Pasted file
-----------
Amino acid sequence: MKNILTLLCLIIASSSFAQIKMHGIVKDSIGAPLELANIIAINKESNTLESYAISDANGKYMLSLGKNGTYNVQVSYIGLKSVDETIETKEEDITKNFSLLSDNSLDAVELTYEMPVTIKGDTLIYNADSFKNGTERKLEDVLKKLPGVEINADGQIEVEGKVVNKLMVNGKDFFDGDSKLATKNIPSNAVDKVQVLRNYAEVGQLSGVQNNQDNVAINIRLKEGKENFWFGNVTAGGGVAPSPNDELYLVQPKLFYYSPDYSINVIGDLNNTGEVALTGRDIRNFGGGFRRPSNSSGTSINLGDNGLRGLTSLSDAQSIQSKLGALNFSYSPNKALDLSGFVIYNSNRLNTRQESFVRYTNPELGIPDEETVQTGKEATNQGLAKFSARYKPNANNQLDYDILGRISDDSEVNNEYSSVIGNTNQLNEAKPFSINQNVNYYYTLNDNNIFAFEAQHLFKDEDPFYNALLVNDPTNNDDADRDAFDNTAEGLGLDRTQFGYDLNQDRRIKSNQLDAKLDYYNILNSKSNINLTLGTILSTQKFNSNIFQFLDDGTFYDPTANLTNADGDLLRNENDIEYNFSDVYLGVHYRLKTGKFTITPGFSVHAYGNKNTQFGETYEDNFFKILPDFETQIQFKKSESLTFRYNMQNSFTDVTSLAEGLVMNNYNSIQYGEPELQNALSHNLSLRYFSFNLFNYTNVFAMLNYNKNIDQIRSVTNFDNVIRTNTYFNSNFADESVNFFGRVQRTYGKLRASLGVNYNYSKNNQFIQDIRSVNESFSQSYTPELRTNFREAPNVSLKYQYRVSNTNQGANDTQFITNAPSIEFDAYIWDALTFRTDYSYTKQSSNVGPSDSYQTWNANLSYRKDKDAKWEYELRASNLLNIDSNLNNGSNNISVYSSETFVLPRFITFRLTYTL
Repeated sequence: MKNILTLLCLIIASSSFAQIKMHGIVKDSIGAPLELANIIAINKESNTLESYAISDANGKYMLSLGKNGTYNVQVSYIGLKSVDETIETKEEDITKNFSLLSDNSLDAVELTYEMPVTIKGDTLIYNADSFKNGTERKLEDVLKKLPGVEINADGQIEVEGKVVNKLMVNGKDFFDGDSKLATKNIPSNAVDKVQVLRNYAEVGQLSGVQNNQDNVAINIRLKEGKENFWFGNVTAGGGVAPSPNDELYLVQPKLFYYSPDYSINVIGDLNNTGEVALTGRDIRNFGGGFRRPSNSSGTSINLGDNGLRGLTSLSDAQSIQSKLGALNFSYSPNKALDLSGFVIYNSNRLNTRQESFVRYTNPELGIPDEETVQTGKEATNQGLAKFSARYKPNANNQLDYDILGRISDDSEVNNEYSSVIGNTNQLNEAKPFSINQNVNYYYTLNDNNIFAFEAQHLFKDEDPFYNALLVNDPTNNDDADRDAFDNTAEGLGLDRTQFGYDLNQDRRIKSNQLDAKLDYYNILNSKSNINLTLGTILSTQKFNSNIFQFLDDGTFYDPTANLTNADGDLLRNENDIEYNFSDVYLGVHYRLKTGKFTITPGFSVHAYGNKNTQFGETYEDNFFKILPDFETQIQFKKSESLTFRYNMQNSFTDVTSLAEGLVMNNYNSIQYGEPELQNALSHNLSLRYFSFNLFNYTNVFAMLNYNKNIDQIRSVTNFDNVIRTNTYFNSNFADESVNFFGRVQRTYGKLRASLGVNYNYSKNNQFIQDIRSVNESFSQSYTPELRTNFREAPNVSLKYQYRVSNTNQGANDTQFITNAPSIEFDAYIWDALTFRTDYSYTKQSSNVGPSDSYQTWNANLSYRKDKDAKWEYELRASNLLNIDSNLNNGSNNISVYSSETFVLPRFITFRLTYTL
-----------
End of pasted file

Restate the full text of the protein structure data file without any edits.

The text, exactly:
Amino acid sequence: MKNILTLLCLIIASSSFAQIKMHGIVKDSIGAPLELANIIAINKESNTLESYAISDANGKYMLSLGKNGTYNVQVSYIGLKSVDETIETKEEDITKNFSLLSDNSLDAVELTYEMPVTIKGDTLIYNADSFKNGTERKLEDVLKKLPGVEINADGQIEVEGKVVNKLMVNGKDFFDGDSKLATKNIPSNAVDKVQVLRNYAEVGQLSGVQNNQDNVAINIRLKEGKENFWFGNVTAGGGVAPSPNDELYLVQPKLFYYSPDYSINVIGDLNNTGEVALTGRDIRNFGGGFRRPSNSSGTSINLGDNGLRGLTSLSDAQSIQSKLGALNFSYSPNKALDLSGFVIYNSNRLNTRQESFVRYTNPELGIPDEETVQTGKEATNQGLAKFSARYKPNANNQLDYDILGRISDDSEVNNEYSSVIGNTNQLNEAKPFSINQNVNYYYTLNDNNIFAFEAQHLFKDEDPFYNALLVNDPTNNDDADRDAFDNTAEGLGLDRTQFGYDLNQDRRIKSNQLDAKLDYYNILNSKSNINLTLGTILSTQKFNSNIFQFLDDGTFYDPTANLTNADGDLLRNENDIEYNFSDVYLGVHYRLKTGKFTITPGFSVHAYGNKNTQFGETYEDNFFKILPDFETQIQFKKSESLTFRYNMQNSFTDVTSLAEGLVMNNYNSIQYGEPELQNALSHNLSLRYFSFNLFNYTNVFAMLNYNKNIDQIRSVTNFDNVIRTNTYFNSNFADESVNFFGRVQRTYGKLRASLGVNYNYSKNNQFIQDIRSVNESFSQSYTPELRTNFREAPNVSLKYQYRVSNTNQGANDTQFITNAPSIEFDAYIWDALTFRTDYSYTKQSSNVGPSDSYQTWNANLSYRKDKDAKWEYELRASNLLNIDSNLNNGSNNISVYSSETFVLPRFITFRLTYTL
Repeated sequence: MKNILTLLCLIIASSSFAQIKMHGIVKDSIGAPLELANIIAINKESNTLESYAISDANGKYMLSLGKNGTYNVQVSYIGLKSVDETIETKEEDITKNFSLLSDNSLDAVELTYEMPVTIKGDTLIYNADSFKNGTERKLEDVLKKLPGVEINADGQIEVEGKVVNKLMVNGKDFFDGDSKLATKNIPSNAVDKVQVLRNYAEVGQLSGVQNNQDNVAINIRLKEGKENFWFGNVTAGGGVAPSPNDELYLVQPKLFYYSPDYSINVIGDLNNTGEVALTGRDIRNFGGGFRRPSNSSGTSINLGDNGLRGLTSLSDAQSIQSKLGALNFSYSPNKALDLSGFVIYNSNRLNTRQESFVRYTNPELGIPDEETVQTGKEATNQGLAKFSARYKPNANNQLDYDILGRISDDSEVNNEYSSVIGNTNQLNEAKPFSINQNVNYYYTLNDNNIFAFEAQHLFKDEDPFYNALLVNDPTNNDDADRDAFDNTAEGLGLDRTQFGYDLNQDRRIKSNQLDAKLDYYNILNSKSNINLTLGTILSTQKFNSNIFQFLDDGTFYDPTANLTNADGDLLRNENDIEYNFSDVYLGVHYRLKTGKFTITPGFSVHAYGNKNTQFGETYEDNFFKILPDFETQIQFKKSESLTFRYNMQNSFTDVTSLAEGLVMNNYNSIQYGEPELQNALSHNLSLRYFSFNLFNYTNVFAMLNYNKNIDQIRSVTNFDNVIRTNTYFNSNFADESVNFFGRVQRTYGKLRASLGVNYNYSKNNQFIQDIRSVNESFSQSYTPELRTNFREAPNVSLKYQYRVSNTNQGANDTQFITNAPSIEFDAYIWDALTFRTDYSYTKQSSNVGPSDSYQTWNANLSYRKDKDAKWEYELRASNLLNIDSNLNNGSNNISVYSSETFVLPRFITFRLTYTL